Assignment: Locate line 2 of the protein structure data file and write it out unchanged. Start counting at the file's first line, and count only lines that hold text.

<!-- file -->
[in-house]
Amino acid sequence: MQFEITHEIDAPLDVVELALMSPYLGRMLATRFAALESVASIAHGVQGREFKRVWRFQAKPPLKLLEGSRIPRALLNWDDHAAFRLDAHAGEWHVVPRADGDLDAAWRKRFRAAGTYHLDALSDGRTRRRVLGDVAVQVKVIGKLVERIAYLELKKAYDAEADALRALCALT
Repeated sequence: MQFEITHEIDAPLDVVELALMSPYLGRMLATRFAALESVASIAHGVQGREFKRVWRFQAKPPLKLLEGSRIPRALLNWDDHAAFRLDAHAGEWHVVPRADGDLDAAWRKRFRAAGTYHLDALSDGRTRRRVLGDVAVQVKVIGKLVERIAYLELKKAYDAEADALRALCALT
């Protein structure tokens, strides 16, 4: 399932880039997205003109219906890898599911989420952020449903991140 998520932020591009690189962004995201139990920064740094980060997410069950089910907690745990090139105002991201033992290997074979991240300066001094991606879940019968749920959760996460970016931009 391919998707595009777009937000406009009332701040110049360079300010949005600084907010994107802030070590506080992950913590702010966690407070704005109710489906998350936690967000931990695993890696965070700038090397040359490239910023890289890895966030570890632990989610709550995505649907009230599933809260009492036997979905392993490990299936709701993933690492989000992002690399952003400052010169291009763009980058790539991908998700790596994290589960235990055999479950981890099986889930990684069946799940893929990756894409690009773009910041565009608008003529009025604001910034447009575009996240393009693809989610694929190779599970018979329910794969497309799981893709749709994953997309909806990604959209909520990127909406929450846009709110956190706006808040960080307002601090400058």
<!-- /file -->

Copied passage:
Amino acid sequence: MQFEITHEIDAPLDVVELALMSPYLGRMLATRFAALESVASIAHGVQGREFKRVWRFQAKPPLKLLEGSRIPRALLNWDDHAAFRLDAHAGEWHVVPRADGDLDAAWRKRFRAAGTYHLDALSDGRTRRRVLGDVAVQVKVIGKLVERIAYLELKKAYDAEADALRALCALT